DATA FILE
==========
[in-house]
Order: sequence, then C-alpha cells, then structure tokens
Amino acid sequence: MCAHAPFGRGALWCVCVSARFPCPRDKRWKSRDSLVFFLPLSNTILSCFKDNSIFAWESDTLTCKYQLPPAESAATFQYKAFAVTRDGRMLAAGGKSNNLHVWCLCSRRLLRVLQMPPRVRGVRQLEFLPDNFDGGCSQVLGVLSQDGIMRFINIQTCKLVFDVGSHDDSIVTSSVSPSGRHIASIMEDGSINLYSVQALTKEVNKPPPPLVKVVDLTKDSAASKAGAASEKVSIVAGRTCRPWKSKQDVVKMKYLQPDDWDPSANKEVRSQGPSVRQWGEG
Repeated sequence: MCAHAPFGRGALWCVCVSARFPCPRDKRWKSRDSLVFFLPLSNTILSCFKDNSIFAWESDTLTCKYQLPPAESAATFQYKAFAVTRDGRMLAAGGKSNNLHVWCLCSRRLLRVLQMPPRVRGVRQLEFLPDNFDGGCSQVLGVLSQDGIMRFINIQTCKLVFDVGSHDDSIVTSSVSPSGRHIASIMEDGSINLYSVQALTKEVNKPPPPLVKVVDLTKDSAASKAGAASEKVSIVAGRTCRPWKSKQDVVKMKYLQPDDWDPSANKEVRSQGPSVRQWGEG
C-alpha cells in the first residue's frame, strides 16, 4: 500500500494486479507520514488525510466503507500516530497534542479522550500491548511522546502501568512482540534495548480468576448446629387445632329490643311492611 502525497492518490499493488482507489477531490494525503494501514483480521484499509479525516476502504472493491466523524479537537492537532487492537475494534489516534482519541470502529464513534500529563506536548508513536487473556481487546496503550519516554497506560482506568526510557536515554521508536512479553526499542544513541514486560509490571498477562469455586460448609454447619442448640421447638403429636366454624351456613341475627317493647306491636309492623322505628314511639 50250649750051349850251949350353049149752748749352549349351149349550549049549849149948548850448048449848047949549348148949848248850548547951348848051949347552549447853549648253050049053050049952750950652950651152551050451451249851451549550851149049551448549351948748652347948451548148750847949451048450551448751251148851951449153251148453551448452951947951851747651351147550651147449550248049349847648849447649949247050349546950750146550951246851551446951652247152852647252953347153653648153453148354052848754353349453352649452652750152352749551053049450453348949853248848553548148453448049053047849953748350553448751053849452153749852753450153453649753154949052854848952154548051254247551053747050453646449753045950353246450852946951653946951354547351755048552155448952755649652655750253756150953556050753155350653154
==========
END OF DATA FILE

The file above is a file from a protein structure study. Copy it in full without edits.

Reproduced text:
[in-house]
Order: sequence, then C-alpha cells, then structure tokens
Amino acid sequence: MCAHAPFGRGALWCVCVSARFPCPRDKRWKSRDSLVFFLPLSNTILSCFKDNSIFAWESDTLTCKYQLPPAESAATFQYKAFAVTRDGRMLAAGGKSNNLHVWCLCSRRLLRVLQMPPRVRGVRQLEFLPDNFDGGCSQVLGVLSQDGIMRFINIQTCKLVFDVGSHDDSIVTSSVSPSGRHIASIMEDGSINLYSVQALTKEVNKPPPPLVKVVDLTKDSAASKAGAASEKVSIVAGRTCRPWKSKQDVVKMKYLQPDDWDPSANKEVRSQGPSVRQWGEG
Repeated sequence: MCAHAPFGRGALWCVCVSARFPCPRDKRWKSRDSLVFFLPLSNTILSCFKDNSIFAWESDTLTCKYQLPPAESAATFQYKAFAVTRDGRMLAAGGKSNNLHVWCLCSRRLLRVLQMPPRVRGVRQLEFLPDNFDGGCSQVLGVLSQDGIMRFINIQTCKLVFDVGSHDDSIVTSSVSPSGRHIASIMEDGSINLYSVQALTKEVNKPPPPLVKVVDLTKDSAASKAGAASEKVSIVAGRTCRPWKSKQDVVKMKYLQPDDWDPSANKEVRSQGPSVRQWGEG
C-alpha cells in the first residue's frame, strides 16, 4: 500500500494486479507520514488525510466503507500516530497534542479522550500491548511522546502501568512482540534495548480468576448446629387445632329490643311492611 502525497492518490499493488482507489477531490494525503494501514483480521484499509479525516476502504472493491466523524479537537492537532487492537475494534489516534482519541470502529464513534500529563506536548508513536487473556481487546496503550519516554497506560482506568526510557536515554521508536512479553526499542544513541514486560509490571498477562469455586460448609454447619442448640421447638403429636366454624351456613341475627317493647306491636309492623322505628314511639 50250649750051349850251949350353049149752748749352549349351149349550549049549849149948548850448048449848047949549348148949848248850548547951348848051949347552549447853549648253050049053050049952750950652950651152551050451451249851451549550851149049551448549351948748652347948451548148750847949451048450551448751251148851951449153251148453551448452951947951851747651351147550651147449550248049349847648849447649949247050349546950750146550951246851551446951652247152852647252953347153653648153453148354052848754353349453352649452652750152352749551053049450453348949853248848553548148453448049053047849953748350553448751053849452153749852753450153453649753154949052854848952154548051254247551053747050453646449753045950353246450852946951653946951354547351755048552155448952755649652655750253756150953556050753155350653154